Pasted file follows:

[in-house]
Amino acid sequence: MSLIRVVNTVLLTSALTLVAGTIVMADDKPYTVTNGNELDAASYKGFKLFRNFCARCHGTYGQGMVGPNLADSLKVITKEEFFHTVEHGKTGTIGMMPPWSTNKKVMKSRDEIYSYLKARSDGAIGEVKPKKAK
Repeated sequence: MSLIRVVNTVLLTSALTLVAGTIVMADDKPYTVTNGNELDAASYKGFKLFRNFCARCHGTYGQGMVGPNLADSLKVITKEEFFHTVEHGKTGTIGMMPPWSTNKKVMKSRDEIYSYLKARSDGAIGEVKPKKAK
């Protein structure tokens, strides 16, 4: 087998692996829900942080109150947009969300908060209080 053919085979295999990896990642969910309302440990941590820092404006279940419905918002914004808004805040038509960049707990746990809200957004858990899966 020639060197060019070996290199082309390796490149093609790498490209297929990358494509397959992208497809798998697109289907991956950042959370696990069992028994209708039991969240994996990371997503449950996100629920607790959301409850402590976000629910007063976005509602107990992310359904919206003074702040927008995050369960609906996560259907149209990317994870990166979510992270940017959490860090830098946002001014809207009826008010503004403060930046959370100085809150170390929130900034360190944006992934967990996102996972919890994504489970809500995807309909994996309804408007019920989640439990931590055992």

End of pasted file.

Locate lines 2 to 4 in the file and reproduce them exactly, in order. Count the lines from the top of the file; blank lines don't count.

Amino acid sequence: MSLIRVVNTVLLTSALTLVAGTIVMADDKPYTVTNGNELDAASYKGFKLFRNFCARCHGTYGQGMVGPNLADSLKVITKEEFFHTVEHGKTGTIGMMPPWSTNKKVMKSRDEIYSYLKARSDGAIGEVKPKKAK
Repeated sequence: MSLIRVVNTVLLTSALTLVAGTIVMADDKPYTVTNGNELDAASYKGFKLFRNFCARCHGTYGQGMVGPNLADSLKVITKEEFFHTVEHGKTGTIGMMPPWSTNKKVMKSRDEIYSYLKARSDGAIGEVKPKKAK
């Protein structure tokens, strides 16, 4: 087998692996829900942080109150947009969300908060209080 053919085979295999990896990642969910309302440990941590820092404006279940419905918002914004808004805040038509960049707990746990809200957004858990899966 020639060197060019070996290199082309390796490149093609790498490209297929990358494509397959992208497809798998697109289907991956950042959370696990069992028994209708039991969240994996990371997503449950996100629920607790959301409850402590976000629910007063976005509602107990992310359904919206003074702040927008995050369960609906996560259907149209990317994870990166979510992270940017959490860090830098946002001014809207009826008010503004403060930046959370100085809150170390929130900034360190944006992934967990996102996972919890994504489970809500995807309909994996309804408007019920989640439990931590055992």